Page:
the fashion into corrupt extravagance. The plays of the severely classical Alfieri afford at this day, if we may believe M. de Sismondi, the favourite amusement of the Tuscan peasantry, of wbom but few can read or write. Racine and Voltaire still continue to be, or were until very lately, the delight of the French populace, though the intellectual classes' bad gone wandering after the idolatries of the romantic school. The bighest of all rewards, therefore, awaits those who may succeed in improving the theatrical spirit of their age, in the prospect of a permanency

of fashion and fame. Those, on the contrary, who contribute to depreciate it, or who merely copy the bad models which it holds out to them for initation, will soon see their own evanescent popularity eclipsed by that of successors as unworthy as themselves.

ART.V.-Athens, its Rise and Fall; with Views of the Litera

ture, Philosophy, and Social Life of the Athenian People. By EDWARD LYTTON BULWER, ESQ., M.P. 2 vols. 8vo. London: 1837.

The indications of extracts from the work, refer to Baudry's edition, printed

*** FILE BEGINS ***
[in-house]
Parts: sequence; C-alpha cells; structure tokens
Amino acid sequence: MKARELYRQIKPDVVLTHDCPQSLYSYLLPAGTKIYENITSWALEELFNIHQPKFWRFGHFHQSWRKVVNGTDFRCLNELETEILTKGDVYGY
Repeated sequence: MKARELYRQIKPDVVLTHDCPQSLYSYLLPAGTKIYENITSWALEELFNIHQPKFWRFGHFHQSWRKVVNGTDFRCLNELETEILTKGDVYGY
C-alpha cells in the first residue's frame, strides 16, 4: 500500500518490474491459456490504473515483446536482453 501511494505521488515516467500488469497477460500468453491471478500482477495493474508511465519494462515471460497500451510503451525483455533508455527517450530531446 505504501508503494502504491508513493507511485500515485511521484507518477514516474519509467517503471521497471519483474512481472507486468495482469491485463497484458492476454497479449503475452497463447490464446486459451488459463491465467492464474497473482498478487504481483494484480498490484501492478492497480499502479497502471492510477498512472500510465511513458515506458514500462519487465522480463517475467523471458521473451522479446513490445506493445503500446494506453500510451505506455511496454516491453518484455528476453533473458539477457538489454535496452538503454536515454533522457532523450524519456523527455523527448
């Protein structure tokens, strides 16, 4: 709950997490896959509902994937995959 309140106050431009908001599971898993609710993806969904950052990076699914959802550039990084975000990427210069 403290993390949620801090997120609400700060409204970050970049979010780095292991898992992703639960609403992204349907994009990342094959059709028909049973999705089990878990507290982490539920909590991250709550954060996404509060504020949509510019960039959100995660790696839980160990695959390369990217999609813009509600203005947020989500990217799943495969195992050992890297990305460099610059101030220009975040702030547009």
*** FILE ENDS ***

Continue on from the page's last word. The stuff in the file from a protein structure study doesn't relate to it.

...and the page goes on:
in Paris, the 2 vols. comprised in one.

This book has taken us somewhat by surprise. The Rise and THIS

Fall of Athens, from the pen of Mr Edward Bulwer, would present us, we expected, with a series of elaborate and brilliant scenes, chosen out from the Attic annals, concentrating on a few memorable points the interest of that unparalleled story, and finished with such minute attention to character, costume, colouring, and grouping, as the author of Rienzi' and . Pompeii' knows so well how to bestow. The light of his quick and vivid intellect would rather seek, we thought, to touch and gild the most commanding heights, than to diffuse itself over a multiplicity of objects, scattered along a more uniform surface. And, with his work before us, we still believe, both that this plan would have been the most judicious in its design, and that the peculiar powers of Mr Bulwer would have appeared to the greatest advantage in its execution. What a theatre for scenes of this description does Athens offer! what themes for the graphic narrator! and how strongly marked are the pauses and transitions in the action he is invited to record!